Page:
On Nov. 10, Cranbrook Bucks forward Noah Urness scored once in a 4-3 overtime victory over the Penticton Vees. Two nights later, he tallied a pair of goals, including the overtime game-winner, in a 2-1 triumph over the Trail Smoke Eaters.
Urness’s three goals through two games that weekend led to him being named the British Columbia Hockey League’s third star of the week on Nov. 14. His offensive outburst was also a driving force in the Bucks winning three consecutive contests for the first time this season.
But just as quickly as Urness established himself as Cranbrook’s offensive catalyst, he has left a void needing to be filled — at least temporarily — in the Bucks’ lineup.
Urness, who still leads Cranbrook with 11 goals and 14 points through his 18 games as of this writing, has reportedly returned to Roseau High School in Minnesota to play his senior year of United States High School hockey, where he hopes to win a state championship.
The plan all along?
While it may not make it any easier on the Bucks losing their leading scorer, it does appear that the team was aware of Urness’s desire to play his senior year with the Roseau High Rams this season. Not only did he disclose that information to Cranbrook’s brass during the recruiting process, but it also seemed to be public knowledge in Minnesota.
Shortly after Urness announced his commitment to play NCAA Division I hockey at St. Cloud State University on Oct. 3, he was featured in an article written by Mick Hatten at The Rink Live. Hatten mentioned that Urness, who’s from Roseau, was still undecided on whether he would stay in Cranbrook or return home for his final season.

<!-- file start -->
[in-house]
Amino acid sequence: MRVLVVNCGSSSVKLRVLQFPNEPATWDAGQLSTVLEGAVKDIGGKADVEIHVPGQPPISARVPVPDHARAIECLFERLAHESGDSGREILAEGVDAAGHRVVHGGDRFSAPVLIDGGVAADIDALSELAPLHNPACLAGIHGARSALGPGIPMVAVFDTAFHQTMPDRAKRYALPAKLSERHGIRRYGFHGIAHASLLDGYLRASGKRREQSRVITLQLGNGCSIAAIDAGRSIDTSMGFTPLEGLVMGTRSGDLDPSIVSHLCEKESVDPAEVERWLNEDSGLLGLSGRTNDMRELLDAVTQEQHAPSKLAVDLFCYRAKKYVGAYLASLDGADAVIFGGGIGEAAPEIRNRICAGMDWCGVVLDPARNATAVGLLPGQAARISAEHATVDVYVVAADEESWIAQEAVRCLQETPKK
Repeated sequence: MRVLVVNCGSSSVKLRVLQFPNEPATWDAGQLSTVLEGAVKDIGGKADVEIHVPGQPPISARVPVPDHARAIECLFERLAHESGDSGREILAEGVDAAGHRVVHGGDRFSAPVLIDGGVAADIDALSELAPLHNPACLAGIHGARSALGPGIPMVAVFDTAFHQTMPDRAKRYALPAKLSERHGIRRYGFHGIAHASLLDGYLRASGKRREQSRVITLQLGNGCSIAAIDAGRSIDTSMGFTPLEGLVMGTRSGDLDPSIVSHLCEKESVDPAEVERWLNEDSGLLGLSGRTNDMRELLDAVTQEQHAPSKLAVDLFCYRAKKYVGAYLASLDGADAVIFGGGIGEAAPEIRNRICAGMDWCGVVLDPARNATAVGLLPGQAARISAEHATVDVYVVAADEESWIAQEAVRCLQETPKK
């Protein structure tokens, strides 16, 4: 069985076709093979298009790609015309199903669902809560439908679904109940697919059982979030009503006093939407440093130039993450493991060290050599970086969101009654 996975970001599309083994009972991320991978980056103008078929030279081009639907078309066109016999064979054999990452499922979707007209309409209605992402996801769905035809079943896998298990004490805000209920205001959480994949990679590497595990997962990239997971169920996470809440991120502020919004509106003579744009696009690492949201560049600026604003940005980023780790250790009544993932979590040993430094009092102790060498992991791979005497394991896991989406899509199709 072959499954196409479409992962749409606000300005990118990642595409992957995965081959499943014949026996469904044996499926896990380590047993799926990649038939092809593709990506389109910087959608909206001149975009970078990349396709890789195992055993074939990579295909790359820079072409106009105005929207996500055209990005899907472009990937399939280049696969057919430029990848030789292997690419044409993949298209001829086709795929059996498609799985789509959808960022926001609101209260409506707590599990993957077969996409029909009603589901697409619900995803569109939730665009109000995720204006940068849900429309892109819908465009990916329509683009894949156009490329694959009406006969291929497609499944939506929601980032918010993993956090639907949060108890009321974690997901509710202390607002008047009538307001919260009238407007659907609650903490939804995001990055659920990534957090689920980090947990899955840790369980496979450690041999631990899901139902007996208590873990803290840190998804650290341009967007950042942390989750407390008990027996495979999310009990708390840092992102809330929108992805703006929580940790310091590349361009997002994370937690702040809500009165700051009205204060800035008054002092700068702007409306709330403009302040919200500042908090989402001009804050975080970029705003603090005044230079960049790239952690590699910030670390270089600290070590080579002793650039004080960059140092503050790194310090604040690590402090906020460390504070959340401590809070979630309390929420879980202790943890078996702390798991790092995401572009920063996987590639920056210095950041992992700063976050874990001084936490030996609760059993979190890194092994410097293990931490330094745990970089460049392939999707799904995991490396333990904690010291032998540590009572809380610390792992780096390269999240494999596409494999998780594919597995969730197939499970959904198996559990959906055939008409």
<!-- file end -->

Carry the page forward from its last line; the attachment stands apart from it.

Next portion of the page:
“Urness has been attending school online and has yet to make a final decision on whether or not he will return to Roseau to play his senior year and then return to Cranbrook after the high school season ends. In three seasons with the Rams, Urness has 75 goals and 88 assists for 163 points in 76 games,” Hatten said in his writing.
While rumblings remained out there about what he would ultimately decide to do, the Roseau Rams released a social media post last week that seemed to welcome Urness back. They posted another announcing him as team captain for a second straight season.
In the most recent episode of the Buck Tales podcast, Urness described Roseau as a hockey-crazy small town about 10 miles south of the Canada-U.S. border, neighbouring Manitoba.
“I’d say Roseau has 3,000 people, give or take — probably take. It has three stop lights in it, and for those 3,000 people, we have three rinks. It’s pretty indicative of the amount (of passion) the community has for hockey, and really represents the state itself.”
Urness has played three seasons with the Rams, collecting 75 goals and 163 points in 76 games as mentioned previously, giving him nearly a goal per game and over two points per game on average. Last season, his first as team captain, Urness totalled a remarkable 45 goals and 41 assists for 86 points through just 28 contests.
A future in Cranbrook?
The Bucks are expecting Urness to return to Cranbrook after the USHS season ends, however, it appears they will be without his services for some time during the bulk of the BCHL season.
The 2024 Minnesota State High School Hockey Tournament, which follows the high school season, runs in early March. If Urness returns to Cranbrook following his final goodbye with Roseau, he could still see some regular season action before suiting up in the BCHL playoffs with the Bucks.
Urness’s short time in Cranbrook not only helped produce his commitment to St. Cloud State but he was also included on National Hockey League Central Scouting’s Preliminary Watch List for the 2024 NHL Draft. His tenure at St. Cloud is expected to start with the 2025-26 season, so the 18-year-old could still play a full campaign with the Bucks next year if he chooses to return to Cranbrook following his senior high school campaign.
The Bucks are hoping to see Urness return, and he hopes he does so with a Minnesota High School Hockey State Championship in his back pocket before accompanying Cranbrook on a postseason run of its own.